Tupper’s athletic determination carried through into his social relationships, giving the character a political quality not usually present in juvenile fiction. It is manifested in Alf’s aggressive quest for fairness and justice for people like himself who have nothing, and is directed in the main against supercilious members of the upper class. Although the publishers, D.C. Thomson, were a politically conservative firm the figure of Alf has obvious links with the ethos of ‘fair shares for all’ that had been formulated during the war and enshrined in the Labour Party’s 1945 election manifesto Let Us Face the Future.[7] In the Tupper stories it is brought out in relation to both work and sport. Work and workplace relations form an important part in the stories. Alf’s welding skills are instilled not by book learning but – as in the tradition of the millwrights of old – by diligent observation of the ‘mysteries of the trade’. He has an almost intuitive understanding of machinery. Allied to this is a prodigious capacity for hard work. At one aircraft factory, he is taken on after impressing the works manager with his steely determination to see the task through. ‘Offer him a job’, says the manager to his foreman:

That’s the kind of worker we want, the kind of fellow who can work all  night and all day in order to get a rush job done, then turn out in a mile race, win it, pass clean out, and, on being taken home, start at once to his work. What a lad![8]

In this respect Alf might seem a model employee. But, at the same time, he retains many of the traditional attributes of the skilled worker: pride in his status, a defiant guarding of his skills, control over the carrying out of his work, and a complete lack of reverence for authority. Men of whatever position are invariably addressed as ‘mister’, shown no deference, and judged by their competences not by their background or social position. Alf’s ‘toughness’ is a mark of his sense of individualism and independence.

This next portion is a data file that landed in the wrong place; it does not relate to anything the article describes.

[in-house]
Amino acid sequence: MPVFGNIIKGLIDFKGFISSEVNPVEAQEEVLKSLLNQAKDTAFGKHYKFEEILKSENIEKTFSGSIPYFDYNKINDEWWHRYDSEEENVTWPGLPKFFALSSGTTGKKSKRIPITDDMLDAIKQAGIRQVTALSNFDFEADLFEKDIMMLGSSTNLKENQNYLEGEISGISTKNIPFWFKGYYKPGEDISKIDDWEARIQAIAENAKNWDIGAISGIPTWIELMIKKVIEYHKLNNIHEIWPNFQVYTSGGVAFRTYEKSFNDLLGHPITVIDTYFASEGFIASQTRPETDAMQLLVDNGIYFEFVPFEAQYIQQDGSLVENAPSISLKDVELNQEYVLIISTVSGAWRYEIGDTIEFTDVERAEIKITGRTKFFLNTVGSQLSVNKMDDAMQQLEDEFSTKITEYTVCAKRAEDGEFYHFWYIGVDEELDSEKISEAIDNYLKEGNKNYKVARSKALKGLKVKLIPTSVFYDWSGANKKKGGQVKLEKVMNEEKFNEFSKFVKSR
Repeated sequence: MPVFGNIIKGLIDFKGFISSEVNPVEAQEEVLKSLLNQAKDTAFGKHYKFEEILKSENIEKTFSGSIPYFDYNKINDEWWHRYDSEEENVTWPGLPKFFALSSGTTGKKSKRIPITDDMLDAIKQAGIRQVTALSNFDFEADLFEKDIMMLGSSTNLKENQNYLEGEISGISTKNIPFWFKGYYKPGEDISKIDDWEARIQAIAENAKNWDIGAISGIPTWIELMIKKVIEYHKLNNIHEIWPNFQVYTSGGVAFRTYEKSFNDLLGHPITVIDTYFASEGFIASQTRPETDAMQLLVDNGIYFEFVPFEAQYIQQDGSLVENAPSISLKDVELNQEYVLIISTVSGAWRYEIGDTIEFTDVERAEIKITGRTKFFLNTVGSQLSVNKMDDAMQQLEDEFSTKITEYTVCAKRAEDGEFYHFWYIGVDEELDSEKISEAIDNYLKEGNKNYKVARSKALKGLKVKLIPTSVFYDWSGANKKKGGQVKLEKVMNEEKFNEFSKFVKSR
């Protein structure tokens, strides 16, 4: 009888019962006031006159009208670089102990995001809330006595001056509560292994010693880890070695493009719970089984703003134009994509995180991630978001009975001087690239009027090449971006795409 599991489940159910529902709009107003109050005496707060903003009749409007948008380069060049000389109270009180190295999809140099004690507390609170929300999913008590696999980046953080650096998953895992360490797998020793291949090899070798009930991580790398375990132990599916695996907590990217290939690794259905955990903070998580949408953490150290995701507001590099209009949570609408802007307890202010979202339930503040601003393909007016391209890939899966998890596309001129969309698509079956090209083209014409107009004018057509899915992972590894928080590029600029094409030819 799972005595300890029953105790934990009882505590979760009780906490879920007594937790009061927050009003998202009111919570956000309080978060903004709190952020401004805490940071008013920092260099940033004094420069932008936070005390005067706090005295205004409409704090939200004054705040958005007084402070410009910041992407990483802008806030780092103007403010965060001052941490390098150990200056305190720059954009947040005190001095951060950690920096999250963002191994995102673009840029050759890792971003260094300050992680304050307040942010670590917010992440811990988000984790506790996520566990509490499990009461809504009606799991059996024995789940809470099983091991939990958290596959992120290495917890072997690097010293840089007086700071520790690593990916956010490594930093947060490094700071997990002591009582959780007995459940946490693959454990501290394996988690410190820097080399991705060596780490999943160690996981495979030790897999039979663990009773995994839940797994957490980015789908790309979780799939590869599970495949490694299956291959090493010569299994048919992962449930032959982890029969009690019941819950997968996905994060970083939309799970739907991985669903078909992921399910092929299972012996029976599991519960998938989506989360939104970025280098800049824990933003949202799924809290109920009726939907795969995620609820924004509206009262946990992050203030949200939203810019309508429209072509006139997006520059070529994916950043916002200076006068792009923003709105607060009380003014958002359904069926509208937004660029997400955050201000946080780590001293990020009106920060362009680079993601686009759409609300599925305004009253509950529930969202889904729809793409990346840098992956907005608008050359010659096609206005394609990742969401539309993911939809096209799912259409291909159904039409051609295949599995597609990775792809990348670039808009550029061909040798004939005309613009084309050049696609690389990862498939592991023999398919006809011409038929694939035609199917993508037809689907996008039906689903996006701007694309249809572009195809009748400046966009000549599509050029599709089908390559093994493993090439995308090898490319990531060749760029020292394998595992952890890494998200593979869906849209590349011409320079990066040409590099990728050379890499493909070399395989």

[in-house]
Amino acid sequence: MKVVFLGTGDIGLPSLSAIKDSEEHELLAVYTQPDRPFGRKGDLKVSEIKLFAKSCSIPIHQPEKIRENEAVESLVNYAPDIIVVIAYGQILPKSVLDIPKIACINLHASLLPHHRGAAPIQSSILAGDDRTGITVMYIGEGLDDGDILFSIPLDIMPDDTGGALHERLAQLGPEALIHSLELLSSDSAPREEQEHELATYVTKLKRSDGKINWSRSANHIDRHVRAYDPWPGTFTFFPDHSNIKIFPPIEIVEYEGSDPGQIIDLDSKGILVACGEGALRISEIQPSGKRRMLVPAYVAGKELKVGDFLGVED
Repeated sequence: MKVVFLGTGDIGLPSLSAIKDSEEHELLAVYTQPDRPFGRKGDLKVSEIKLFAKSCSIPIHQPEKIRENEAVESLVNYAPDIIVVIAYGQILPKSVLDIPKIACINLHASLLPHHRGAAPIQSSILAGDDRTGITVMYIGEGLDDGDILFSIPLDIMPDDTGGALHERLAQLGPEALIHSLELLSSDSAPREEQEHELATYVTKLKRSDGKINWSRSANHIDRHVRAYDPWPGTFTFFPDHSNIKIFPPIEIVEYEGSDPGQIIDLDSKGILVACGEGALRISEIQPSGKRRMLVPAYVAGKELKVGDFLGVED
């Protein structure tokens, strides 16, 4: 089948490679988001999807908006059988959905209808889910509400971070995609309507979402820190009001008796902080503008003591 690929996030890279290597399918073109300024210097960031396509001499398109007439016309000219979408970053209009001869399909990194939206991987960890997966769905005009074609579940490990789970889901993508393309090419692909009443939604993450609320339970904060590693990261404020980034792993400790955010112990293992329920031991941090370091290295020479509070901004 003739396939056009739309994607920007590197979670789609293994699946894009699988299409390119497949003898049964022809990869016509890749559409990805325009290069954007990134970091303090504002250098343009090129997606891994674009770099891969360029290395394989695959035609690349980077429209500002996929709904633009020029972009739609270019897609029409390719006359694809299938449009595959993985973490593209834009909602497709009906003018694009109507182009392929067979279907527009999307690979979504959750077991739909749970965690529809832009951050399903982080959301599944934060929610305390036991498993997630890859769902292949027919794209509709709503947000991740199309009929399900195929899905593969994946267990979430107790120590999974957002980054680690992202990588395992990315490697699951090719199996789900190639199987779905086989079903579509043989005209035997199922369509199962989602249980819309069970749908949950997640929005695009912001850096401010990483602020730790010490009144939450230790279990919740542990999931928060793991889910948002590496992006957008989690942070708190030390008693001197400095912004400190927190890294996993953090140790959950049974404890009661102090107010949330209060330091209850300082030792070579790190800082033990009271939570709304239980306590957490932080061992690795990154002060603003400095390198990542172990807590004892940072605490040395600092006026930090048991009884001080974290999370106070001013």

His chosen sport has a particular significance. While there were many British clubs with a relatively humble membership and location athletics was, as Bill Nankeville’s reminiscences suggest, a sport controlled by a social elite.[9] The ruling body, the AAA, was Oxbridge- dominated and had conducted a long (and largely successful) struggle to turn the sport away from the taint of gambling and money-making with which it had been associated in the Victorian period. Athletics was therefore keenly amateur in spirit, and equally hostile to any suggestion of professionalism. All athletes, of whatever social class, were amateur, and none more so than Tupper. He rejected offers to run for money, and while he loved his sport he always gave priority to his job: ‘[r]unning’s my sport, mister, but welding is my work, and work comes first’.[10] Upper-class amateurs – the ‘toffs’ as Tupper called them – were freer to devote time to athletics, and it was such people who were to be found in the leading positions of the sport. It was this presence and the influence it wielded that Alf Tupper fought. In his running there was always a streak of class conflict: ‘I like to have a go at the swanks’, he says, as if his mission is to prove that given the opportunity working men can achieve as much as those from a more privileged background.[11] Many of his opponents, though excellent athletes, are snooty: the Hon. Piers Mornington, for example, a Cambridge sprinter known as ‘the light blue streak’; Jerrard Tarne, a hurdler who trains in the United States; and the haughty Lew Murdoch, who travels from meeting to meeting in a customised motor caravan provided by his rich father and driven by Lew’s own personal masseur. Nor is snobbery and privilege is confined to British athletes. Overseas adversaries are equally as likely to offend Alf’s sense of common decency. Skimba Ru, for example, the son of a Zulu chief, and the American Lash Lanigan, represent ‘toffee-nosed types’ from abroad. It is remarkable how often the ‘toffs’ encountered in the Tupper stories are also ‘swanks’ and ‘snobs’. Moreover, in spite of the ethos of fair play they will resort to cheating if they cannot prevail by acceptable means.  All come from families able to support their athletics without the need for them to do a ‘proper’ job. Thus, while amateurs in name, they are in effect full-time runners who embrace the professionalism denounced by the governing body – ‘shamateurs’ as the press was beginning to call them in the 1950s. The fictional world of athletics is riddled with such hypocrisy and unfairness. The sport seems to exist for the benefit of the rich. Readers are left in little doubt that these representatives of the British establishment occupy their position at the expense of those who, either lacking the financial means or the exceptional ability possessed by Tupper, suffer from missed opportunities, their potential talent and contribution to sport thereby unfulfilled. Thus within the text of the stories lies a discourse of modernisation that questions the status quo.